that's actually exactly what I've been doing with my car currently gutted for repainting....every hole either seam-sealed or covered with alumimum tape, then painted over. And for some reason, BMW put holes EVERYWHERE inside the rocker areas (usually covered by trim). Which would be ok if my rockers weren't all bashed up so dust can get in lol 

TXratti
TXratti Reader
9/2/20 5:55 p.m.
Olemiss540 said:

You are literally living the dream. Do you ever forget that you are when in the heat of the battle?

Literally.

You have to, though. In the heat of battle all you can think about is the notes and a road and how it all flows together. After the race and looking at photos is when I really get to really have an appreciation for the opportunity to be doing these events!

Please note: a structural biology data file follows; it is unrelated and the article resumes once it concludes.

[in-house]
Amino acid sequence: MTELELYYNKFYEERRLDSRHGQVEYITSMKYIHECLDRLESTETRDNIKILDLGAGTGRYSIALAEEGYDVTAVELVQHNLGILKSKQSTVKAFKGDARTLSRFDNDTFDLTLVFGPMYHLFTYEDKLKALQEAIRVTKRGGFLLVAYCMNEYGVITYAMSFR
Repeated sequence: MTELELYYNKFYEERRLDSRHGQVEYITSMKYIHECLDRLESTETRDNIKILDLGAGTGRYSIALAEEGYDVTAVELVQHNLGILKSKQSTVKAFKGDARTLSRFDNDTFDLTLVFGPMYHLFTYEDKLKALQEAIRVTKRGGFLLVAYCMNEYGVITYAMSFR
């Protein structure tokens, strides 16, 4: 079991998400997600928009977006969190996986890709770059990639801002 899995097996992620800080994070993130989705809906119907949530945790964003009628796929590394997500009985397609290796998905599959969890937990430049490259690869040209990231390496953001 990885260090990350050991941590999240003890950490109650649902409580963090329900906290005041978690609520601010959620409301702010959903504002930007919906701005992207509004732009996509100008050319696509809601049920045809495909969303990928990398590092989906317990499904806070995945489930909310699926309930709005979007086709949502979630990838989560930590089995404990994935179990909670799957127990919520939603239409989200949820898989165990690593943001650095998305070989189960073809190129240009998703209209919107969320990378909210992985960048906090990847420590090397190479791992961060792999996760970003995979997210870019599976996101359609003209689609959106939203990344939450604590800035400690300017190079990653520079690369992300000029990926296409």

TXratti
TXratti Reader
9/2/20 6:26 p.m.
Olemiss540 said:

What do you love the most about rally sport and what other motorsports do you enjoy a lot?

The biggest thing I love about rally is the teamwork in the car. The absolute trust the driver must place in the codriver to know what's coming up and the driver to be able to place the car. How dynamic the course is, with anything and everything possible coming at you.

That being said, I enjoy most forms of motorsport! I follow WRC, F1 (closely, this year), WEC, IndyCar, IMSA, GT World Challenge, Gridlife, etc. And am building my own car (XR4Ti, see above for link), and racing/driving my other car, a 2014 Scion FRS. I've flagged at COTA for WEC/IMSA, and in Detroit for Indy, and being pit crew for endurance racing (WRL), and ultimately I would love to become a Race Engineer as a career, but we'll see.

kodachrome
kodachrome New Reader
9/2/20 7:34 p.m.

How do you adjust to different drivers and different paces for reading? 

Will you co-drive for anyone, anywhere, or do you have any prerequisites in terms of safety, experience, etc.? You know, now that you're famous. 

TXratti
TXratti Reader
9/2/20 9:19 p.m.

In reply to kodachrome :